Saturday, March 12, 2011


Chocolate is a very good but rather off-kilter martial arts movie. The hero, Zen, is a 14 year old autistic girl with an uncanny ability to instantly learn martial arts simply by watching. Zen kicks ass to collect money owed to the family so she can pay for her mother's chemotherapy. Meanwhile the mother's ex, a possessive gang lord served by a posse of armed and dangerous transsexuals, is trying to keep her from reconnecting with Zen's father. I'm totally not kidding; that really is the plot.

The set-up of this bizarre plot takes the first 20-30 minutes of the movie but, fear not, what's not off-kilter about this movie are the fight scenes. They absolutely rock! When star Yanin Vismitananda gets going, she displays definite skills. She's not as sharp as Tony Jaa or Jet Li or their kind, but she more than delivers. And once the action starts, the fight scenes come fast and furious. There's even a bit of ick factor thrown in for extra giggles. And despite the fact that I usually find guns disruptive in martial arts films, I felt they actually add to the action here rather than detract.

I saw a review for Chocolate on Amazon that suggested this movie is a good test of who's really into the genre. The plot for the movie admittedly requires substantial suspension of disbelief if you're going to swallow it (I mean, really???). However, while I feel an inventive plot can be a plus in the genre, the main reason these movies exist is for the martial arts skills being displayed. So if you watch Chocolate and spend your whole review complaining about the weirdness of the plot or the lack of acting chops or the minimal plot development, then you clearly shouldn't even be watching the movie to begin with.

Of course, the premise means that there's very little of the martial arts spirit to be found in Chocolate. That's a loss, but what we ultimately have here is a very well-made martial arts movie full of off-beat elements that set it apart. For example, to cap off the big fight scene inside the restaurant near the finale, Zen faces off against another 'special needs' martial arts prodigy. As I write this, I am fully aware of how totally ridiculous this sounds, but it worked! I recommend this movie.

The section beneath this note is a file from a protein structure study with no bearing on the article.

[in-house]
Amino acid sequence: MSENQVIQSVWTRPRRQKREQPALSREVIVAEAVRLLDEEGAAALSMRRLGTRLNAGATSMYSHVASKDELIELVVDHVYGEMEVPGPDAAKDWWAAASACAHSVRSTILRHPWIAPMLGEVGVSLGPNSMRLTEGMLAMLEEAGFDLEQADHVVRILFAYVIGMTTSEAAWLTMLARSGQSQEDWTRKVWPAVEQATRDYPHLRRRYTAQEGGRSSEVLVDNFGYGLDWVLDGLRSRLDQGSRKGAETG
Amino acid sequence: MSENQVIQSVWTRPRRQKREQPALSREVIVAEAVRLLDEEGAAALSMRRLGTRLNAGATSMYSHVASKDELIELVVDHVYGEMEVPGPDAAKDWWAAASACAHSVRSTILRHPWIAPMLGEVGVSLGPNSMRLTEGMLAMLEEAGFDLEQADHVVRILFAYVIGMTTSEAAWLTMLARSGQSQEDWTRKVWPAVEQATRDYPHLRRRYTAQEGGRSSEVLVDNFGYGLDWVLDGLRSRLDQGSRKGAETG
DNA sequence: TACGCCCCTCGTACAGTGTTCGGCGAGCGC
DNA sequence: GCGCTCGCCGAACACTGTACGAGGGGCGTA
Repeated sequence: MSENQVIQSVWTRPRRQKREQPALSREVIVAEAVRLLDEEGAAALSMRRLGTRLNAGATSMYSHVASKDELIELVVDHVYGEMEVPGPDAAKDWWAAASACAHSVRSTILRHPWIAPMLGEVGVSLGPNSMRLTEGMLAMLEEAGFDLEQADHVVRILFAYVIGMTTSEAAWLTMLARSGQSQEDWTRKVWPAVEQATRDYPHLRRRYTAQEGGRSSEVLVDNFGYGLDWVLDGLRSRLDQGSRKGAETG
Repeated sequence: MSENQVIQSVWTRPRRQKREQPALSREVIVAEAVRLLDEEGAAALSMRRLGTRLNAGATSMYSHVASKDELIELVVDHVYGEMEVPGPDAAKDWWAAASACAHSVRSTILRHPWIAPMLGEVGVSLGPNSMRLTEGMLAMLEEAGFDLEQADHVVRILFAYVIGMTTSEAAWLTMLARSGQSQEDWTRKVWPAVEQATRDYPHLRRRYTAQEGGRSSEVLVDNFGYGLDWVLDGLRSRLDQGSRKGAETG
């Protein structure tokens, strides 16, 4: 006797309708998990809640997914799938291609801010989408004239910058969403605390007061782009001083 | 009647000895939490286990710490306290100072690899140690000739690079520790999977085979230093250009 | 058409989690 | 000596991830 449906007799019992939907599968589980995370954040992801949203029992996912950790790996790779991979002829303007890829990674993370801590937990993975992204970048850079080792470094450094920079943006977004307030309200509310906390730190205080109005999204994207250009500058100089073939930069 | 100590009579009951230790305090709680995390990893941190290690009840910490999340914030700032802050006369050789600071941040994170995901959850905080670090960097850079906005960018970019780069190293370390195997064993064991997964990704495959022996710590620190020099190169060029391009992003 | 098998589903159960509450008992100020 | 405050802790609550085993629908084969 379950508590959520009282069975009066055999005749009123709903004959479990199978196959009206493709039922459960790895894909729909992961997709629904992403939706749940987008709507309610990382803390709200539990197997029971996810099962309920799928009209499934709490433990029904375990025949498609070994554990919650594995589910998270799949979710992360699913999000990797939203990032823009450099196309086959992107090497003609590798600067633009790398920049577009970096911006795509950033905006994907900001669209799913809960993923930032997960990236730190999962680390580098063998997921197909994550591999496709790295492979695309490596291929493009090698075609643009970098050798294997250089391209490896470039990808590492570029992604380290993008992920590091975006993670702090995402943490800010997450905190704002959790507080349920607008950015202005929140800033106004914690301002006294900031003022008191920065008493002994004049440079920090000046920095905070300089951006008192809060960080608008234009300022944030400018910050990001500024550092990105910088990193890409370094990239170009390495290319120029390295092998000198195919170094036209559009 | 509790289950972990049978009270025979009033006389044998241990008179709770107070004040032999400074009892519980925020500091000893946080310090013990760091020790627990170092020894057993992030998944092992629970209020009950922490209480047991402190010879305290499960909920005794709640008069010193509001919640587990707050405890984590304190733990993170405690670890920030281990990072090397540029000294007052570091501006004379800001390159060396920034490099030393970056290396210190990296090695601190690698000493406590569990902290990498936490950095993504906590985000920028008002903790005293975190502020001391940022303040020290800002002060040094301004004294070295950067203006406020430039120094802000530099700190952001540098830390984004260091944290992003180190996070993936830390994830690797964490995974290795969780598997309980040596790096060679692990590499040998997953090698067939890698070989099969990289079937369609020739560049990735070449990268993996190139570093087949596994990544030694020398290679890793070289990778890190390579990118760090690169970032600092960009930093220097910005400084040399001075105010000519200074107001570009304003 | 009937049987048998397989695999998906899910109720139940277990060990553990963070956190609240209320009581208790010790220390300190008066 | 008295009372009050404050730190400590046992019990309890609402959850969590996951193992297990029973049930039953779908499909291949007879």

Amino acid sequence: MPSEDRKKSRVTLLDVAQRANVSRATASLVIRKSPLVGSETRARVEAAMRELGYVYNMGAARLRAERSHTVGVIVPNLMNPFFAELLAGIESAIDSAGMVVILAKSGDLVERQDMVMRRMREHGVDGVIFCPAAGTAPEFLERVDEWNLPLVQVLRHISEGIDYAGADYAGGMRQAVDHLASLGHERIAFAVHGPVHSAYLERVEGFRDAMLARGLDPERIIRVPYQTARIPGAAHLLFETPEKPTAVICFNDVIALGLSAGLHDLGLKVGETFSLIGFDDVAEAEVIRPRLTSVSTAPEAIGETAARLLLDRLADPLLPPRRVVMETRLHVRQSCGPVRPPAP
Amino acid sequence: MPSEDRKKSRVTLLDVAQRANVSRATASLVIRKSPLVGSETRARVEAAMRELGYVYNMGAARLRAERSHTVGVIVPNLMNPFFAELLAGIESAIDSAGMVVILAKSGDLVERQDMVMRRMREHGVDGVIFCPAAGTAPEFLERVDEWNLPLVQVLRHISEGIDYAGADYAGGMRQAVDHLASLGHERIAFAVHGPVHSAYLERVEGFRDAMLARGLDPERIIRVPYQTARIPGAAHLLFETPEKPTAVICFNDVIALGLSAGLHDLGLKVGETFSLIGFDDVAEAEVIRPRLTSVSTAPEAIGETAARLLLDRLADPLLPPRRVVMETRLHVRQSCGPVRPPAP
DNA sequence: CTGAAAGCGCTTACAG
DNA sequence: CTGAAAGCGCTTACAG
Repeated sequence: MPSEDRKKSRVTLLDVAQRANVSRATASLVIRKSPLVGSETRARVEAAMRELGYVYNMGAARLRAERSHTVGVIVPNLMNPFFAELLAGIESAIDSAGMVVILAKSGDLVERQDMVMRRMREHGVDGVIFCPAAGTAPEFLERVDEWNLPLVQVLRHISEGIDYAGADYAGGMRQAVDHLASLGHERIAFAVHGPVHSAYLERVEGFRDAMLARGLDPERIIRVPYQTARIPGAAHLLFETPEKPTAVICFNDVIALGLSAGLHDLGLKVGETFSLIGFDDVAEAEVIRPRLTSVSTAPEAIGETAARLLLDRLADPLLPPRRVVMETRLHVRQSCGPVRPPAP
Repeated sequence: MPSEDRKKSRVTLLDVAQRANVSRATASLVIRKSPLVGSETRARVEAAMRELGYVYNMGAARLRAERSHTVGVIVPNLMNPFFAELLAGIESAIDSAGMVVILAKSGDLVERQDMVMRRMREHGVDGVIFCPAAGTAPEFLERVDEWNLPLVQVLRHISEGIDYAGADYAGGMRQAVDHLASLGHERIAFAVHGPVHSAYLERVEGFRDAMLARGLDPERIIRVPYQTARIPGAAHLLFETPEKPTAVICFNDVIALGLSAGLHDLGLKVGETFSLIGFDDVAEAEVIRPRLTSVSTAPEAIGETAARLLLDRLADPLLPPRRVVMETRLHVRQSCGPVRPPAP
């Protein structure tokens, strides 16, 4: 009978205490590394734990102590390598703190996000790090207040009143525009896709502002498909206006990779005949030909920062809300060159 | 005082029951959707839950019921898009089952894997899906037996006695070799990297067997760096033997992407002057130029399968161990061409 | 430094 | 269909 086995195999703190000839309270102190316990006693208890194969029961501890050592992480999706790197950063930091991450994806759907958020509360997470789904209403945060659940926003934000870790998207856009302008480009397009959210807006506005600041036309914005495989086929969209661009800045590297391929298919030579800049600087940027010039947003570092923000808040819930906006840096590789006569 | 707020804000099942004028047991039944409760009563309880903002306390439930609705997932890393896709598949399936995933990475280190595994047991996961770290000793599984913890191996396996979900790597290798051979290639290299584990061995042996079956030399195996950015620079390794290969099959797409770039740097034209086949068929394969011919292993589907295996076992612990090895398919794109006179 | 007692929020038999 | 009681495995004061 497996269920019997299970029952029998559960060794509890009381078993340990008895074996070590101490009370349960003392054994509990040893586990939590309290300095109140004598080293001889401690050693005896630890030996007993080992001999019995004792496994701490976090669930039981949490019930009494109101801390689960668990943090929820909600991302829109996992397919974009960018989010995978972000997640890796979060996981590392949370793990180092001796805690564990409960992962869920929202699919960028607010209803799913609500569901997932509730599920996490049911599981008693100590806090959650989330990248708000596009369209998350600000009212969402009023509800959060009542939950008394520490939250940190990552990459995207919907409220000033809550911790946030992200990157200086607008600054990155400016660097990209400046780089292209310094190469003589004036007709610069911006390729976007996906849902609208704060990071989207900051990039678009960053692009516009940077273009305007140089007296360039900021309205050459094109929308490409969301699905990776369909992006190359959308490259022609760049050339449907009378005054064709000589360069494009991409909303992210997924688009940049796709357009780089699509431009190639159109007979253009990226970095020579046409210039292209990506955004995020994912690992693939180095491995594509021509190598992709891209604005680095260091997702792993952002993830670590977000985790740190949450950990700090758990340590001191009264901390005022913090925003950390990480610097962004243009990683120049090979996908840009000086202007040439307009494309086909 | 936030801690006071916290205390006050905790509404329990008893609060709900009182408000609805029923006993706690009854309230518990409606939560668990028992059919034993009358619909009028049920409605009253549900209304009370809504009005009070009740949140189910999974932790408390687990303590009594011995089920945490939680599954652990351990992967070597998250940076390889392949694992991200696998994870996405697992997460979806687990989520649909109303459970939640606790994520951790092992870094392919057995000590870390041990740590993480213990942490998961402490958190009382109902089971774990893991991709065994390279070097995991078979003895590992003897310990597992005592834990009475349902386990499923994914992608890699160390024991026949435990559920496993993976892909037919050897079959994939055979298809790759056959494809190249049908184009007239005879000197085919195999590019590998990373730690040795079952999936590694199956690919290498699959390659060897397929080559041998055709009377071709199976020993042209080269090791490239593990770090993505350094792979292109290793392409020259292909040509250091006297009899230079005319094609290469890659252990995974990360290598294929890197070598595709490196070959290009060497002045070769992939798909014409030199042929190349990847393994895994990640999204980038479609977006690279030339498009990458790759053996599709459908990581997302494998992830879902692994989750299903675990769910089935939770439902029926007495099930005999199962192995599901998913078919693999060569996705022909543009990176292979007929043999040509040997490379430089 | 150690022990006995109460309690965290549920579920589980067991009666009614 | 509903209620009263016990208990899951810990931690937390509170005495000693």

On a random note, this is the second movie directed by Prachya Pinkaew that makes prominent use of transsexuals as total bad asses (see The Protector). It's certainly interesting to see transsexuals playing characters like this, especially as the movie presents them as if there is no need to explain their presence. I like that, but I still wonder about their prominent presence. Are drag queens and such just more accepted in Thai culture than in the US? I saw other reviews of the movie where the reviewer didn't object to the violence in the movie, but seemed to be wigged out by the transsexuals. This made me laugh. I mean, don't be a wussy. What's the big deal?

PS: All the reviewers on Amazon are touting the 'making of' extra, so I'm going to watch that right now.

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